On appeal from the Mercer County Circuit Court.
For the plaintiff-respondent, Homan, Buchanan & Smith (Ewald J. J. Smith).
For the defendant-appellant, Ellis L. Pierson.
The opinion of the court was delivered by
BODINE, J. The plaintiff had judgment by reason of his wrongful discharge as director of replacement sales of the defendant company. He was also called an assistant vice-president.
In contracts of service, when no fixed term is provided, the intention of the parties must be found as a fact from all the circumstances surrounding the employment. Williston on Contracts (Rev. Ed.) § 39. The former English view to regard a contract of hiring to be for a fixed term, if it could be so construed, has been followed in this state. Willis v. Wyllys Corp., 98 N.J.L. 180; Donnellan v. Halsey, 114 Id. 175; Essbee Amusement Corp. v. Greenhaus, Id. 492. Contracts of employment are seldom reduced to writing.
Frequently a man, long in corporate service, is advanced to a new position with increased salary. In the instant case, such was the fact. The plaintiff was employed for years as division manager of the defendant's southwestern branch with headquarters at Dallas, Texas. Defendant's president desired him to become director of replacement sales, which would necessitate his moving to Trenton. He was married, had purchased a home in Dallas and had a circle of friends. He knew the territory in which he had built up the business and was happy and contented in his work. After much persuasion, he took up the new work. He sold his home and moved his family so as to be near the plant.
The plaintiff desired a salary of $7,500 a year. This the defendant would not pay, but agreed to pay him at the rate of $500 a month beginning November 1st, 1936, which was to be raised to $625 per month beginning July 1st, 1937. The moving and company expenses were to be paid, and a bonus of one per cent. on all increased sales over the previous year and a participation bonus was guaranteed at $1,500 for the year 1937. Thus the $7,500 a year was more than provided for.
The court found that the employment was on a yearly basis commencing January 1st, 1937. The proofs support such a finding of fact. Obviously, the parties did not contemplate a temporary employment. The plaintiff had given years of faithful and unstinted work to the defendant company. He was disposing of his home, moving his family to a strange city and undertaking new work in an unknown territory. The defendant was bearing the expense of this change. Surely, it anticipated that the relationship would continue for a long time.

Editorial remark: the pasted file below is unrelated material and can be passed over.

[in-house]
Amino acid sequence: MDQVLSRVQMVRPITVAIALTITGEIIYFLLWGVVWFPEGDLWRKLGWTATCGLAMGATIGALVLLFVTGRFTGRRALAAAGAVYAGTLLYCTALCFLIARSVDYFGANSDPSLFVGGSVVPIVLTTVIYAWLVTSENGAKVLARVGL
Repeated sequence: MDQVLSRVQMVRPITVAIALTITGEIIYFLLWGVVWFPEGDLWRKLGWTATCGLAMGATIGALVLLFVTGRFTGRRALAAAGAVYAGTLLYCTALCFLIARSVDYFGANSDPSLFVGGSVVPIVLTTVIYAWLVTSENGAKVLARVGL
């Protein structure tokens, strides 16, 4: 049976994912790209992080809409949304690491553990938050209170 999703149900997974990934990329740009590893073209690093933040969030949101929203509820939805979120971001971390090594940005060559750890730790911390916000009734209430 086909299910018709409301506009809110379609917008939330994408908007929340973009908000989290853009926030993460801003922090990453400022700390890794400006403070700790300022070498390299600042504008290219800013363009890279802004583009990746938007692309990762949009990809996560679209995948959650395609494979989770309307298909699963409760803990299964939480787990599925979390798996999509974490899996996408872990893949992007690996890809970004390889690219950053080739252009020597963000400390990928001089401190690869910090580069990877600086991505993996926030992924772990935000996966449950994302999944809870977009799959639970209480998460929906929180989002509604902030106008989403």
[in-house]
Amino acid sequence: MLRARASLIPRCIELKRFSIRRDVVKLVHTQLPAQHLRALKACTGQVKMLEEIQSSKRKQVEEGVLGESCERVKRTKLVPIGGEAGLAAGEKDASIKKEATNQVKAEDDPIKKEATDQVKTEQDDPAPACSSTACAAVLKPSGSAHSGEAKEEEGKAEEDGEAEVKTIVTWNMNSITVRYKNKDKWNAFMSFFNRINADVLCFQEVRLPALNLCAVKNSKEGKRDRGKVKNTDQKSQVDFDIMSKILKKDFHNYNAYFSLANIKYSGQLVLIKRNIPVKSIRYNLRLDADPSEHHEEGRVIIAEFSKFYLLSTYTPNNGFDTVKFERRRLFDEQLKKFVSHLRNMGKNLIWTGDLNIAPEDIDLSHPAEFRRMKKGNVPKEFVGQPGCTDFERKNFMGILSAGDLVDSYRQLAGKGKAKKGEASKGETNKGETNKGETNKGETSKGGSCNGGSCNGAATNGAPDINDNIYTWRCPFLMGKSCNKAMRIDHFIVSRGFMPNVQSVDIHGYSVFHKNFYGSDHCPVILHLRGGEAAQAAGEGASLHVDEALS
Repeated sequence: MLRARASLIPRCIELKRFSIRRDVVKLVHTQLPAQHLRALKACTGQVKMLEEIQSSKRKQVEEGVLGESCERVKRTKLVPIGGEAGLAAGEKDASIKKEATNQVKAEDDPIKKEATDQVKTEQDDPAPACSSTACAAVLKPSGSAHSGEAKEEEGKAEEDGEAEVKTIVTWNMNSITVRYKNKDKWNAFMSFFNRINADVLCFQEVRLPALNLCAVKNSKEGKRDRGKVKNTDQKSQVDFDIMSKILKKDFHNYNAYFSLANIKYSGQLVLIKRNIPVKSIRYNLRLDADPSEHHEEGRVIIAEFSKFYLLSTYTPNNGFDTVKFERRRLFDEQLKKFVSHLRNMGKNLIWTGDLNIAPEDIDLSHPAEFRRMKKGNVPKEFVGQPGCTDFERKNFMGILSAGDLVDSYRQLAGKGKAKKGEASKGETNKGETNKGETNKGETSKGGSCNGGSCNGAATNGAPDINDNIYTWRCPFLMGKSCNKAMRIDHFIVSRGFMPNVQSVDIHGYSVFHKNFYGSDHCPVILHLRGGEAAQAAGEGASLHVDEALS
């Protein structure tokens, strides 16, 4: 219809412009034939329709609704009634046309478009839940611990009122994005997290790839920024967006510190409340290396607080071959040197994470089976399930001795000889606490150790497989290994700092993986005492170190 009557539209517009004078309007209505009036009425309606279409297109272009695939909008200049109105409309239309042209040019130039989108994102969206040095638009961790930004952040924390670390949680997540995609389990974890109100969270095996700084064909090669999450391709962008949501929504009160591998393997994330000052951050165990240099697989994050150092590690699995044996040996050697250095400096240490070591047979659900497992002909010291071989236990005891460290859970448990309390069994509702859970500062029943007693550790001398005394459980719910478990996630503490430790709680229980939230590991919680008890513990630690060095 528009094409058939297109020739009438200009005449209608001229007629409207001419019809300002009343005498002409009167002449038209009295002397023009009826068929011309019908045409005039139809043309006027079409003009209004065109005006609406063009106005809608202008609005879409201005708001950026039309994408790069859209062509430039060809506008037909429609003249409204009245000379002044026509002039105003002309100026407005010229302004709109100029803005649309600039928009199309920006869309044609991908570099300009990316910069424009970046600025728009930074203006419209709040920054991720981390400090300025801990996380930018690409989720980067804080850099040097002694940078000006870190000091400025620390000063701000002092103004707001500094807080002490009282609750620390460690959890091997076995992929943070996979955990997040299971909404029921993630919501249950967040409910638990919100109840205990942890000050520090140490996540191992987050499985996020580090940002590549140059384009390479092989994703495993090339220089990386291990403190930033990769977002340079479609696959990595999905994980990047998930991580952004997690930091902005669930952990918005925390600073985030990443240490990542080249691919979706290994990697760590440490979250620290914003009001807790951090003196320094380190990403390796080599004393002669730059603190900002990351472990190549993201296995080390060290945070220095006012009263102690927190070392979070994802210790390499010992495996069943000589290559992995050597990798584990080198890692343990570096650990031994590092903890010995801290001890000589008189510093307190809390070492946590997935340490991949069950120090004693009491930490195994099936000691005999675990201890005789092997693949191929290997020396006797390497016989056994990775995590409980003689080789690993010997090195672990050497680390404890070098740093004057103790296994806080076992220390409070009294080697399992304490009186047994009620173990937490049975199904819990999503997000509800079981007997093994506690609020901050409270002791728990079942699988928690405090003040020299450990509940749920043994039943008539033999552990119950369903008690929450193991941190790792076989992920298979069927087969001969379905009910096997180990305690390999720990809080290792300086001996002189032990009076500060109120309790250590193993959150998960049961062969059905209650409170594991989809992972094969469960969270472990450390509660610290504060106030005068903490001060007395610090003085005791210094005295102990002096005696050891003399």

The problem for the trial court, sitting without a jury, was: for how long was the employment to continue? Part of the salary could only be determined when the books for the year were closed. The learned trial court giving weight to this circumstance, and the others mentioned, determined that the contract was one of employment from year to year. Passino v. Brady Brass Co., 83 N.J.L. 419. Such conclusion seems reasonable and is supported by the proofs.
Certainly, the continuance of the employment beyond the first period gives rise to the inference that it was to continue for a like period. Willison on Contracts (Rev. Ed.) § 90.
Much point is made that the by-laws of the company provided that all officers were removable, at any time, with or without cause. However, plaintiff was employed for the year for the reasons mentioned. Inconsistent statements call for a construction. Since the employment was from year to year, it is inconsistent to say that it was terminable at will. No doubt it was terminable for cause; but without cause would change the intent of the parties. Contracts must have some ...